While some people turn to alcohol, junk food, or other unhealthy vices to help them escape stress, mentally strong people choose to cope with discomfort in a productive manner. They allow themselves to feel uncomfortable emotions, like anxiety, fear, and sadness, head-on. They use healthy activities, like going for a walk or participating in a hobby, to cope with emotional pain.
5. They balance social activity with solitude.
Sometimes, in an attempt to avoid facing problems, people fill their schedules with social activities. Others deal with stress by withdrawing from their friends and family. Mentally strong people, however, strike a good balance. They maintain a healthy social life even when they're stressed, but they also reserve time to be alone with their thoughts.
6. They acknowledge their choices.
Stress can cause people to feel like a victim of bad circumstances. But mentally strong people acknowledge that everything they do, from the time they wake up until the time they go to sleep, is a choice. They're willing to say no to things they don't want to do and they accept responsibility for their behavior.
7. They look for the silver lining.
Mentally strong people don't necessarily see the world through rose-colored glasses — their outlook is a realistic outlook — but they do look for the silver lining in tough circumstances. They recognize that good things can stem from stressful circumstances. Rather than allowing hardship to turn them into bitter people or helpless victims, they choose to use stressful circumstances to become stronger and better.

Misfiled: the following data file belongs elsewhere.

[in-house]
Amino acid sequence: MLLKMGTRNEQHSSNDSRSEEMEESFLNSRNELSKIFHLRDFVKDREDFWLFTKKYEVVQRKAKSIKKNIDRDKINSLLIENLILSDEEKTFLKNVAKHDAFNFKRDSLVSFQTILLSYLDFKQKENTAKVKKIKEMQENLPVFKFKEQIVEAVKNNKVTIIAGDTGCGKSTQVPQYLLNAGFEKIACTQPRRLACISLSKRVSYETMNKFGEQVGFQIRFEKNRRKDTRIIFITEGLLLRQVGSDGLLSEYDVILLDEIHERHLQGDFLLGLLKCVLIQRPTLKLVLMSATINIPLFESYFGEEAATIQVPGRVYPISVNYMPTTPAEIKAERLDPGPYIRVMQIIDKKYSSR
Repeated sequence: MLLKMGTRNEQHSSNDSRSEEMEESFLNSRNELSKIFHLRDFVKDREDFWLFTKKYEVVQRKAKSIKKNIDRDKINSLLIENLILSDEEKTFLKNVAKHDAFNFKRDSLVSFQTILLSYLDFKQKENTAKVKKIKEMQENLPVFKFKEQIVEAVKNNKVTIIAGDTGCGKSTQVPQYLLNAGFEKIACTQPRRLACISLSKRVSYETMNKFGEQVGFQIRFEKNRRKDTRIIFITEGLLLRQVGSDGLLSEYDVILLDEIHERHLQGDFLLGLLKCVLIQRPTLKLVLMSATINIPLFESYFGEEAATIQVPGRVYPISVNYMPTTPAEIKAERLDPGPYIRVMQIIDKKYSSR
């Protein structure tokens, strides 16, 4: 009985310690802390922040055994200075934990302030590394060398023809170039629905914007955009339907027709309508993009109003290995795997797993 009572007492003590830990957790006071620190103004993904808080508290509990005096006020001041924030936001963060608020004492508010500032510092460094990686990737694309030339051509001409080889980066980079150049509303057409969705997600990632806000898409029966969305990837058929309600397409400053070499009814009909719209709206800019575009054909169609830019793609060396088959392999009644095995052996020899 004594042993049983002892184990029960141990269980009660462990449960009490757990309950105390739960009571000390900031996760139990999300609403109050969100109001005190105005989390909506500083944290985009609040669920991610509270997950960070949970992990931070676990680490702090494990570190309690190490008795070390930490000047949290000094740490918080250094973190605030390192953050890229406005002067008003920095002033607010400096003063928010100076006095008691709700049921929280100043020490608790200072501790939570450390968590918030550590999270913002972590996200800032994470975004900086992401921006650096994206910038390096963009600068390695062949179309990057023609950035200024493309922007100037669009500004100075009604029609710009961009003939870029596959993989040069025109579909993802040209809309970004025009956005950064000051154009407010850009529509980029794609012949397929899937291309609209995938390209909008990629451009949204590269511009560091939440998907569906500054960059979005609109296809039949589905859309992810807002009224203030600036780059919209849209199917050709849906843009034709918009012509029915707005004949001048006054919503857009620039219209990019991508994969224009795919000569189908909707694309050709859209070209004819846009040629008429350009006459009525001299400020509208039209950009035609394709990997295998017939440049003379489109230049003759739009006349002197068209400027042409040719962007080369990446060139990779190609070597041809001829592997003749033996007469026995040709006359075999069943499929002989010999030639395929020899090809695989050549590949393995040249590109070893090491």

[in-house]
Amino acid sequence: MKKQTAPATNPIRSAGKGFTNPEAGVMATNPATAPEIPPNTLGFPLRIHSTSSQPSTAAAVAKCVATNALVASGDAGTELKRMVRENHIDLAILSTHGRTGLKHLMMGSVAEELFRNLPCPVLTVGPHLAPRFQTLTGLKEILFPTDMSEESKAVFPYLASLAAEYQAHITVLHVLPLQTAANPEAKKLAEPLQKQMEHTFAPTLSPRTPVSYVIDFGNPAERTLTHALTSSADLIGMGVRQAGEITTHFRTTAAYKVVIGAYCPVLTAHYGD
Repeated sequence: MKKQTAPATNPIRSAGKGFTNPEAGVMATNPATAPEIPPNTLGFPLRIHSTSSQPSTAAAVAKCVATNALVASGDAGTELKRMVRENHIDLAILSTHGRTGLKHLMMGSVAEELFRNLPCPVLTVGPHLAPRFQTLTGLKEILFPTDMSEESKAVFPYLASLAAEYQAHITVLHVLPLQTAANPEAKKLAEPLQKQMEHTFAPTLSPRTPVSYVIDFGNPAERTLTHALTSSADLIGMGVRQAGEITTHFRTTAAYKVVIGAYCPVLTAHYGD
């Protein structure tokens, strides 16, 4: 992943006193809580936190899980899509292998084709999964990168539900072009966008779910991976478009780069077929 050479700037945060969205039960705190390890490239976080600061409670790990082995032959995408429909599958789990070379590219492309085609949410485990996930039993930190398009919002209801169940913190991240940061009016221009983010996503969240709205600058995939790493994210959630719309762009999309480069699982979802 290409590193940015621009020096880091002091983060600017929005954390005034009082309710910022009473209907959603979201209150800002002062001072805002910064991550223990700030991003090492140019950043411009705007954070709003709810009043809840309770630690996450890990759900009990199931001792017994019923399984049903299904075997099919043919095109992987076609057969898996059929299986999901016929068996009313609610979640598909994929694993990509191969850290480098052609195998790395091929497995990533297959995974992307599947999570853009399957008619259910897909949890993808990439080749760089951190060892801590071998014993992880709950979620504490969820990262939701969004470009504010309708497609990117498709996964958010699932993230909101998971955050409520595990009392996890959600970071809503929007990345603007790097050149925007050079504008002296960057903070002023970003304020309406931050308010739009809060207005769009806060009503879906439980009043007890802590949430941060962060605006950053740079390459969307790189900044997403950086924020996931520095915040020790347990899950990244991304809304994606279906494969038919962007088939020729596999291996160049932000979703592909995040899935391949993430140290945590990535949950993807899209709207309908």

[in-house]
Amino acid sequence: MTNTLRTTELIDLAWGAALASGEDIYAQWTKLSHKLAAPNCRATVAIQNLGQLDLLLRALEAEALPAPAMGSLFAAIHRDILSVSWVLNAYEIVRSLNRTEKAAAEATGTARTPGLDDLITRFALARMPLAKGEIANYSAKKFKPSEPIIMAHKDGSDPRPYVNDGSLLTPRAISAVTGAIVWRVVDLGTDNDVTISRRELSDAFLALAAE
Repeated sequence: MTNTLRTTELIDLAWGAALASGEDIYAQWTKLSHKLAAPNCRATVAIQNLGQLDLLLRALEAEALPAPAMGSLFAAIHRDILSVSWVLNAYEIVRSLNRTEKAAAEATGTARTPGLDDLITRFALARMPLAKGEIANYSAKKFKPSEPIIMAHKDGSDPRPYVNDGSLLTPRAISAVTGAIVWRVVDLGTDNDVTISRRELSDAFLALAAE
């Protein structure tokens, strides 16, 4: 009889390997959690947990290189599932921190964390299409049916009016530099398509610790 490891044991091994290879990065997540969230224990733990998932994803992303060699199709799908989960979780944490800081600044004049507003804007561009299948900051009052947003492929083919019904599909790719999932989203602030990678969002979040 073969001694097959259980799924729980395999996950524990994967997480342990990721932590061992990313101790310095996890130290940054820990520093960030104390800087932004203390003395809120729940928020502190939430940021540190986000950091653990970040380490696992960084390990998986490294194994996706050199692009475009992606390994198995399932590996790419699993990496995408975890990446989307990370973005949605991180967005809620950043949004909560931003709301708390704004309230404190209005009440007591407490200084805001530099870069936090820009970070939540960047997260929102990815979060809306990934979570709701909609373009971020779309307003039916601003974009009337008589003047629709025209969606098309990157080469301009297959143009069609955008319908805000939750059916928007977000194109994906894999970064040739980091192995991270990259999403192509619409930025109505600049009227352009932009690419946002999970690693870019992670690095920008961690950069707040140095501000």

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We all deal with fear of rejection. Jia Jiang did too.
But he overcame it … thanks to a box of donuts.
He explains how this happened in his wonderful book, "Rejection Proof: How I Beat Fear and Became Invincible Through 100 Days of Rejection."
His dream was to be an entrepreneur — and that means a lot of rejection.
So how could he beat the fear?
By turning it into a game.
For 100 days he made ridiculous requests of strangers, expecting to get rejected.
And get rejected he did. A lot. But he also got a number of unexpected “yes” responses as well:
Here’s his TEDx talk.
Pretty cool story, huh? I know; you’re not going to run around looking for rejection.
But by studying Jia’s experiment and the science behind rejection, what can we learn to help us overcome our fears, cope with the inevitable “NO” responses and get what we want in life?
A lot, actually. Let’s get to it.
(Please don’t stop reading now. I’ll feel rejected.)
Yes, Rejection Is *Very* Powerful
So let’s say you tried to join the KKK. But they rejected you. Who cares, right? They’re a group of ignorant racists.
Actually, the research says you might still feel bad:
…ostracism by despised outgroup members was no less aversive than ostracism by rival outgroup or ingroup members.
Crazy, huh? Rejection is so powerful it temporarily makes you stupid:
Rejection can dramatically reduce a person’s IQ and their ability to reason analytically, while increasing their aggression, according to new research. “These are very big effects – the biggest I’ve got in 25 years of research,” says Baumeister. “This tells us a lot about human nature. People really seem designed to get along with others, and when you’re excluded, this has significant effects.”
How can rejection be so powerful that you feel it even when you’re rejected by a group you don’t even like?
Studies show your brain doesn’t distinguish between physical pain and emotional pain. To your mind, heartache and a heart attack aren’t all that different: